12 August 2020

Lockdown - Day 149

Week 32; 07 August 2020 - Pivot Fields

It was an enjoyable short week and before I knew it, it was time for the weekly visit to the Pivot Fields. I tried to re-create the image of the Tamarix Trees from last week, on the way to the marsh, where I park and walk.

Tamarix Grove

The two male Yellow-crowned Bishops were buzzing around like large bumble bees, but never came to my side of the track

Male Yellow-crowned Bishop (Euplectes afer)

The reedbeds are best for Warblers first thing in the morning. Again they performed, as much as you can expect for reed dwellers which are not out in the open for long at all. Caspian Reed Warbler were pretty active

Caspian Reed Warbler (Acrocephalus s. fuscus)

I noticed this Indian Reed Warbler flying into the reeds with food and was able to get just one image as it dashed out across the grass, to forage for the next mouthful.

Indian Reed Warbler (Acrocephalus s. brunnescens)

I heard a few Savi's calling and then suddenly one popped out on top of the reeds, but not for long. Really cool birds!

Savi's Warbler (Locustella luscinioides)

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Walking back to the car, I flushed an Egyptian Nightjar and managed to catch it in flight

Egyptian Nightjar (Caprimulgus aegyptius)

Great Reed Warbler's have now arrived and there were a few on the far side of the marsh

Great Reed Warbler (Acrocephalus arundinaceus)

I had a quick drive around the farm and didn't see too much other than a few Libyan Jirds which have now become a little more active in the early morning. A good sign that the weather may be subtly starting to cool

Libyan Jird (Meriones libycus syrius)

At this time of year when it is so brutally hot, water is the best place to sit and wait for birds to come to you, so I headed to the other open pool. Here I could sit sweating in my car, waiting on birds to arrive for a drink or rest. There were a few Black-crowned Sparrow-Larks close to the car when I stopped and parked

Black-crowned Sparrow-Lark (Eremopterix nigriceps)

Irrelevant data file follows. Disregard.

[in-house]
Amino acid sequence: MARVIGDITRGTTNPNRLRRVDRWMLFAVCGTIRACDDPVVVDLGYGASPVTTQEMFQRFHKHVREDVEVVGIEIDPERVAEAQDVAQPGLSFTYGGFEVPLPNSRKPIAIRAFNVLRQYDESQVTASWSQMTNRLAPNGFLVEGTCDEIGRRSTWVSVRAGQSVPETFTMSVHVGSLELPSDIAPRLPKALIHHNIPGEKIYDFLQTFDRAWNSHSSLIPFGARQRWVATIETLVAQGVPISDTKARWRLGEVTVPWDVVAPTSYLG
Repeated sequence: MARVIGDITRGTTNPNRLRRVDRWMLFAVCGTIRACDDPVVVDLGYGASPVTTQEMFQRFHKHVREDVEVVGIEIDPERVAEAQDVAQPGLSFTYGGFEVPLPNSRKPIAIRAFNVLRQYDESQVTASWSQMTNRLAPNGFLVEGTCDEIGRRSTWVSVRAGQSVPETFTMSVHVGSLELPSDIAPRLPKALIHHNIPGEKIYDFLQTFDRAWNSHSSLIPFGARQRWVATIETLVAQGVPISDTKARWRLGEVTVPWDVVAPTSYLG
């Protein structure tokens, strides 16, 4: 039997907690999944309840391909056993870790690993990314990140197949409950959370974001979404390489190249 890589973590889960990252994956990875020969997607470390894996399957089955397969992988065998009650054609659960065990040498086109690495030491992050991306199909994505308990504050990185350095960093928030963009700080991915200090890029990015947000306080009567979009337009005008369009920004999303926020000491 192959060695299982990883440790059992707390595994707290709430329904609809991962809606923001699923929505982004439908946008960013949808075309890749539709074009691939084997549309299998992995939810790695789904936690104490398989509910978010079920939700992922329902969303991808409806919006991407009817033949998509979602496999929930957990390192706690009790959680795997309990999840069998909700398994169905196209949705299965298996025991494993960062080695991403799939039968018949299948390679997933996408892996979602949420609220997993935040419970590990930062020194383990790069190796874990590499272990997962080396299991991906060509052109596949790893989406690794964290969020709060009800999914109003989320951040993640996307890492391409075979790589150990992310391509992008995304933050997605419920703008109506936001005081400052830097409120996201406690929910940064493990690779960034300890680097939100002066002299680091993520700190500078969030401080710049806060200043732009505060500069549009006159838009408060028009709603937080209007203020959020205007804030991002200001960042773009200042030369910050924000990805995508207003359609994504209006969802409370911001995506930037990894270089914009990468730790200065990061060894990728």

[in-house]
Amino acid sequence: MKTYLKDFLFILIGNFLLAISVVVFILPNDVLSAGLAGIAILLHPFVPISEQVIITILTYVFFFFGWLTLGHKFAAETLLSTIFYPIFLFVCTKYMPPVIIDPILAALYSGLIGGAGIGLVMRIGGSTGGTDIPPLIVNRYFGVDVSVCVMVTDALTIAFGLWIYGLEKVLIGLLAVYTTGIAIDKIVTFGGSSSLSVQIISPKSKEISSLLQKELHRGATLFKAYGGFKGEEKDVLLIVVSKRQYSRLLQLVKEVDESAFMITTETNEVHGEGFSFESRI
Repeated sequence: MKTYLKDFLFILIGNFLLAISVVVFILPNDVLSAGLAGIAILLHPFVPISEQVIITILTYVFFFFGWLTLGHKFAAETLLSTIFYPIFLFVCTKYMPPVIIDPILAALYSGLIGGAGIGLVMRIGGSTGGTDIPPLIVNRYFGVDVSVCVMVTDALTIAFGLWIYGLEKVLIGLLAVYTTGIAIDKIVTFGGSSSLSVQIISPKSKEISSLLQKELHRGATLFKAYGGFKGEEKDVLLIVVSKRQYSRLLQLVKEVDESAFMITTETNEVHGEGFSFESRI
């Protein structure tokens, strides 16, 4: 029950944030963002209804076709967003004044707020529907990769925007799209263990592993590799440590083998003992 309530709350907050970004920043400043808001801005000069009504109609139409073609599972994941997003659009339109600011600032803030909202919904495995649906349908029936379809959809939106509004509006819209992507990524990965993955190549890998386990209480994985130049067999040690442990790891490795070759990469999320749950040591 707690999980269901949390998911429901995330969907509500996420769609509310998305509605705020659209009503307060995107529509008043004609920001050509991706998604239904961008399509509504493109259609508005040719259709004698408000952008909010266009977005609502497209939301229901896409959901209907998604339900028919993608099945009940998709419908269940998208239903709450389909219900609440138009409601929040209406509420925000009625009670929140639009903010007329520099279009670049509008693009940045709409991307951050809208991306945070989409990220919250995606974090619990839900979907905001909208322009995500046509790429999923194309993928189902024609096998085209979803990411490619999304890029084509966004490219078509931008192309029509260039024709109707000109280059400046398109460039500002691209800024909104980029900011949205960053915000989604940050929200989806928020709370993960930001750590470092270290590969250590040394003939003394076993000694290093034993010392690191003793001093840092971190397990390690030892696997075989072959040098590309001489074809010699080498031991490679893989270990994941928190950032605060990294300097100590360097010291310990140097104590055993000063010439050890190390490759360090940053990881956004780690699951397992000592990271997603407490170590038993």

Over the pool, European Bee-eaters, another new arrival, were hawking - although heat haze played havoc with the quality. The bird in the second image has quite a bit of white on the cheek, something I have not observed before

European Bee-eater (Merops apiaster)

This distant European Roller dropped in for a drink and left just as abruptly

European Roller (Coracias garrulus)

Overhead both Barn Swallows and Sand Martin's were feeding on midges

Sand Martin (Riparia riparia)

At the pool itself, I had Green Sandpipers flying in

Green Sandpiper (Tringa ochropus)

Followed by many Ruff

Ruff (Philomachus pugnax)

Little Ringed Plover foraged around the pool and the surrounding habitat

Little Ringed Plover (Charadrius dubius)

As did a Common Sandpiper

Common Sandpiper (Actitis hypoleucos)

Both Red-wattled

Juvenile Red-wattled Lapwing (Vanellus indicus)

and White-tailed Lapwings were present

Juvenile White-tailed Lapwing (Vanellus leucurus)

Together with two White-winged Terns

White-winged Tern (Chlidonias leucopterus)

Almost next to my car, a Red-spotted Bluethroat emerged from some cover.

Red-spotted Bluethroat (Luscinia s. svecica)

By now I needed to get the AC going in the car and decided to head home. I bumped into Pradeep and Irvine on the way out and they told me they had just had a summer plumage Spotted Redshank at the pool I had just left. 

A photographic opportunity for a summer plumage bird has eluded me in all the time I have been in Kuwait, so I did a quick u-turn and headed back. Luckily for me it was still feeding in the pool and I had time to get some images and soak up the magnificent breeding plumage this skittish bird has. I was really pleased and this was a great way to end the morning 

Spotted Redshank (Tringa erythropus)

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